Obadiah 1:9-11 – “Then your mighty men will be dismayed, O Teman, So that everyone may be cut off from the mountain of Esau by slaughter. 10 “Because of violence to your brother Jacob, You will be covered with shame, And you will be cut off forever. 11 “On the day that you stood aloof, On the day that strangers carried off his wealth, And foreigners entered his gate And cast lots for Jerusalem-You too were as one of them.
They rejoiced in the day of destruction in Jerusalem and Israel. As psalm 137 says…
Psalm 137:7 – Remember, O LORD, against the sons of Edom The day of Jerusalem, Who said, “Raze it, raze it To its very foundation.”
They were cheering for its total destruction, that it would be razed, or leveled to the ground. Because of this, God said they would be judged.
Obadiah 1:15 – For the day of the LORD draws near on all the nations. As you have done, it will be done to you. Your dealings will return on your own head.
The Babylonians, likewise, were destined for destruction and judgment, and to be repaid equally, in God’s justice and wrath, for the atrocities committed against His people. With the Babylonians, these judgments were actually very specific.
Isaiah 13:1 – The oracle concerning Babylon which Isaiah the son of Amoz saw.
After describing a lot of the details of this judgment, we see in Isaiah’s prophecy some strikingly similar and specific details of how it will come about.
Isaiah 13:16-18 – Their little ones also will be dashed to pieces Before their eyes; Their houses will be plundered And their wives ravished. 17 Behold, I am going to stir up the Medes against them, Who will not value silver or take pleasure in gold. 18 And their bows will mow down the young men, They will not even have compassion on the fruit of the womb, Nor will their eye pity children.
We also read this in Jeremiah.
Jeremiah 51:56 – For the destroyer is coming against her, against Babylon, And her mighty men will be captured, Their bows are shattered; For the LORD is a God of recompense, He will fully repay.
The very things that the evil Babylonians had done to the children of Israel, God was going to bring upon them through the hands of another wicked nation, the Medes. This actually happened later, as we know from the book of Daniel, and from secular historical accounts.
But for our purposes, what we are noting is that the psalmist was not requesting personal vengeance, or saying something out of character with God’s plan and purposes for judgment. He was actually requesting that God Himself would fulfill His own stated purpose and plan for those wicked Babylonians (and Edomites).
Now, how does this apply to us today? How are we to properly anticipate God’s justice upon the enemies of His kingdom?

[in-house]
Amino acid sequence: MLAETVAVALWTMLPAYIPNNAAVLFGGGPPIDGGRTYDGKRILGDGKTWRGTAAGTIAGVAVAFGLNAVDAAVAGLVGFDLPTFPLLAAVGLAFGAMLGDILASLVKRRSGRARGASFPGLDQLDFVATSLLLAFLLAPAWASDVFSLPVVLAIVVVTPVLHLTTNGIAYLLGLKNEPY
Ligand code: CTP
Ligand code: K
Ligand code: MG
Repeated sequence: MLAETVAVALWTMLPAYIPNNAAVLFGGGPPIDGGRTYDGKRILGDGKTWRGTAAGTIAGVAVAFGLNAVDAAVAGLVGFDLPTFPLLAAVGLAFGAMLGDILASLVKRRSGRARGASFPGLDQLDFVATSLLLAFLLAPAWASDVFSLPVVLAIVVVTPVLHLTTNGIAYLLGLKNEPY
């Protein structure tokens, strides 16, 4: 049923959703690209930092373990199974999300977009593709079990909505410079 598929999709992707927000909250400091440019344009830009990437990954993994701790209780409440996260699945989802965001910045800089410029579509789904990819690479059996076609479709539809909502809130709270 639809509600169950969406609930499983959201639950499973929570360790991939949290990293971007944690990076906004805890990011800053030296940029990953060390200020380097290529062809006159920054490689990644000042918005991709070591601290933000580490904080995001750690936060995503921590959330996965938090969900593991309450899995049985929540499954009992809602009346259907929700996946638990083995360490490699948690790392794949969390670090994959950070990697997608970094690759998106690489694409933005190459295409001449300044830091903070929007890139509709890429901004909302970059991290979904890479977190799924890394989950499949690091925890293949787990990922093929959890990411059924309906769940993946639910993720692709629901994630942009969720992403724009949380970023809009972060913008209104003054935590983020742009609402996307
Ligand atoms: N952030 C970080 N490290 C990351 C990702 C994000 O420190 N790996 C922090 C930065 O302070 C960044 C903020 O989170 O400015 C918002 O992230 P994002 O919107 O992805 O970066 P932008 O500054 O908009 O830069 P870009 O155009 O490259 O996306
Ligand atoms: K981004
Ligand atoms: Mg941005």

As we read such a disturbing statement as we have at the end of psalm 137, I think it seems atrocious to our minds because we do not fully grasp, in a godly way, the heinousness of sin. We have people all over our nation, and in our world, doing things every day as horrible as what the psalmist describes.
We can’t imagine someone “dashing the head of an infant against a stone,” and yet there are people every day burning, and dismembering babies in their mother’s womb. It is only a mercy of God that He has not judged our nation more than He has, and this psalm is a reminder that one day He WILL. While we do not have a specific promise, as the psalmist did with Edom and Babylon, such a judgment would be completely consistent with His character.
We can offer the enemies of God’s kingdom a message of hope and forgiveness-the blood of Christ can cleanse us of all sin. All the wicked of our nation can repent and run to the crucified and risen Messiah of Israel for compassion, pardon and salvation.
Isaiah 55:5-7 – “Behold, you will call a nation you do not know, And a nation which knows you not will run to you, Because of the LORD your God, even the Holy One of Israel; For He has glorified you.” 6 Seek the LORD while He may be found; Call upon Him while He is near. 7 Let the wicked forsake his way And the unrighteous man his thoughts; And let him return to the LORD, And He will have compassion on him, And to our God, For He will abundantly pardon.
But for those who do not repent, psalm 137, and passages like it, is a simple message of awful judgment. The words of psalm 137 remind us of the gruesome nature of sin, the hatred of God against it, and of the kind of awful judgment that is to come.
God recompenses mankind for their sin. God is not mocked. Man will reap what he sows. If our nation continues to legalize and encourage moral debauchery, and degrading lifestyles like those of the homosexual, and legalize the snuffing out of human life through abortion and certain forms of stem cell research, then we are on a dangerous path to destruction and judgment.
Nonetheless, we should not be the kind of people that express personal hatred or disdain for sinners. These matters are NEVER a cause for personal vengeance or vigilante justice. Rather, it should be a powerful motivation to bring the message of peace and reconciliation with God to the rebellious, dying and lost of our culture.
It is an awful judgment that they will one day face.
My hope is that the message of this psalm will motivate you to be faithful in the commission to rescue the perishing, and that this graphic reminder of the just judgment to come causes you to consider afresh the diligence with which you preach the gospel to all creation.